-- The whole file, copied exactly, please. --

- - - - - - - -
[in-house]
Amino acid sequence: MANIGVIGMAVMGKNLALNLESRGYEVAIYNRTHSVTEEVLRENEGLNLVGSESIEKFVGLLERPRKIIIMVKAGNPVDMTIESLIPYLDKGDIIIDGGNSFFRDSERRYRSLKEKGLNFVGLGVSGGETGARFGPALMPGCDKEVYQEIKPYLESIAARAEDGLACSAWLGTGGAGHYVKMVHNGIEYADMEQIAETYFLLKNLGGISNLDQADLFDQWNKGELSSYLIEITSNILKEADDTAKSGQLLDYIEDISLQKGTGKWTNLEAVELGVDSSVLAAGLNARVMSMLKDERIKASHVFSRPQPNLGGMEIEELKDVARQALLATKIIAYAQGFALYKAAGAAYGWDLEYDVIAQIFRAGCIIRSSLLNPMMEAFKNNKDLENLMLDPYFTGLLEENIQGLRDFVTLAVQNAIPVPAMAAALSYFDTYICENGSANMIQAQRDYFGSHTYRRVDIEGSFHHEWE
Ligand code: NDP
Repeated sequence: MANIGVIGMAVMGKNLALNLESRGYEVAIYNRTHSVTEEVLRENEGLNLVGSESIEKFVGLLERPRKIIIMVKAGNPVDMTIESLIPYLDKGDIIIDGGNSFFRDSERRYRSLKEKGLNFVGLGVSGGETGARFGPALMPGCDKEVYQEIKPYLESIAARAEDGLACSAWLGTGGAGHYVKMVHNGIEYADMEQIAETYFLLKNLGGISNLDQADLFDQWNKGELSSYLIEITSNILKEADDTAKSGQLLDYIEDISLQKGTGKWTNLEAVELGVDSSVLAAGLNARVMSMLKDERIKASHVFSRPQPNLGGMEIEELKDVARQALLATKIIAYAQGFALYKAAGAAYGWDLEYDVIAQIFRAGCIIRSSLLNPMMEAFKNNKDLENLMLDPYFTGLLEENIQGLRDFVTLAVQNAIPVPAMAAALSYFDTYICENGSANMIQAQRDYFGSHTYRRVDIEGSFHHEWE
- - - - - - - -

[in-house]
Amino acid sequence: MANIGVIGMAVMGKNLALNLESRGYEVAIYNRTHSVTEEVLRENEGLNLVGSESIEKFVGLLERPRKIIIMVKAGNPVDMTIESLIPYLDKGDIIIDGGNSFFRDSERRYRSLKEKGLNFVGLGVSGGETGARFGPALMPGCDKEVYQEIKPYLESIAARAEDGLACSAWLGTGGAGHYVKMVHNGIEYADMEQIAETYFLLKNLGGISNLDQADLFDQWNKGELSSYLIEITSNILKEADDTAKSGQLLDYIEDISLQKGTGKWTNLEAVELGVDSSVLAAGLNARVMSMLKDERIKASHVFSRPQPNLGGMEIEELKDVARQALLATKIIAYAQGFALYKAAGAAYGWDLEYDVIAQIFRAGCIIRSSLLNPMMEAFKNNKDLENLMLDPYFTGLLEENIQGLRDFVTLAVQNAIPVPAMAAALSYFDTYICENGSANMIQAQRDYFGSHTYRRVDIEGSFHHEWE
Ligand code: NDP
Repeated sequence: MANIGVIGMAVMGKNLALNLESRGYEVAIYNRTHSVTEEVLRENEGLNLVGSESIEKFVGLLERPRKIIIMVKAGNPVDMTIESLIPYLDKGDIIIDGGNSFFRDSERRYRSLKEKGLNFVGLGVSGGETGARFGPALMPGCDKEVYQEIKPYLESIAARAEDGLACSAWLGTGGAGHYVKMVHNGIEYADMEQIAETYFLLKNLGGISNLDQADLFDQWNKGELSSYLIEITSNILKEADDTAKSGQLLDYIEDISLQKGTGKWTNLEAVELGVDSSVLAAGLNARVMSMLKDERIKASHVFSRPQPNLGGMEIEELKDVARQALLATKIIAYAQGFALYKAAGAAYGWDLEYDVIAQIFRAGCIIRSSLLNPMMEAFKNNKDLENLMLDPYFTGLLEENIQGLRDFVTLAVQNAIPVPAMAAALSYFDTYICENGSANMIQAQRDYFGSHTYRRVDIEGSFHHEWE